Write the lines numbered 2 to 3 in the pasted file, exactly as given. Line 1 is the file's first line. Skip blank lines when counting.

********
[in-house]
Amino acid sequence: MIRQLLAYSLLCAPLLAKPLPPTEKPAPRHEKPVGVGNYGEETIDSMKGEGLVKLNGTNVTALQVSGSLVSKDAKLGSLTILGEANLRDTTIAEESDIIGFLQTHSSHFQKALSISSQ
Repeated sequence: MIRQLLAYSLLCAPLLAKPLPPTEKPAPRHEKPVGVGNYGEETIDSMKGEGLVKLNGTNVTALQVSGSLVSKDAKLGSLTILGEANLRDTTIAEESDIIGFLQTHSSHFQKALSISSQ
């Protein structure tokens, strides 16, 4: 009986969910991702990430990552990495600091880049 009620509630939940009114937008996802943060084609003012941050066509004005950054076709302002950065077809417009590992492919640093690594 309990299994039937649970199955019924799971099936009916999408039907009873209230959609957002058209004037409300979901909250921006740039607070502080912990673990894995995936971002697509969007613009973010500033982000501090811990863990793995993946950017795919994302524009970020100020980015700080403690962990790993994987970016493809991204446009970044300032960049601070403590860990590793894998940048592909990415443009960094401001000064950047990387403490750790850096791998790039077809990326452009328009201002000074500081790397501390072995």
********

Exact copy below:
Amino acid sequence: MIRQLLAYSLLCAPLLAKPLPPTEKPAPRHEKPVGVGNYGEETIDSMKGEGLVKLNGTNVTALQVSGSLVSKDAKLGSLTILGEANLRDTTIAEESDIIGFLQTHSSHFQKALSISSQ
Repeated sequence: MIRQLLAYSLLCAPLLAKPLPPTEKPAPRHEKPVGVGNYGEETIDSMKGEGLVKLNGTNVTALQVSGSLVSKDAKLGSLTILGEANLRDTTIAEESDIIGFLQTHSSHFQKALSISSQ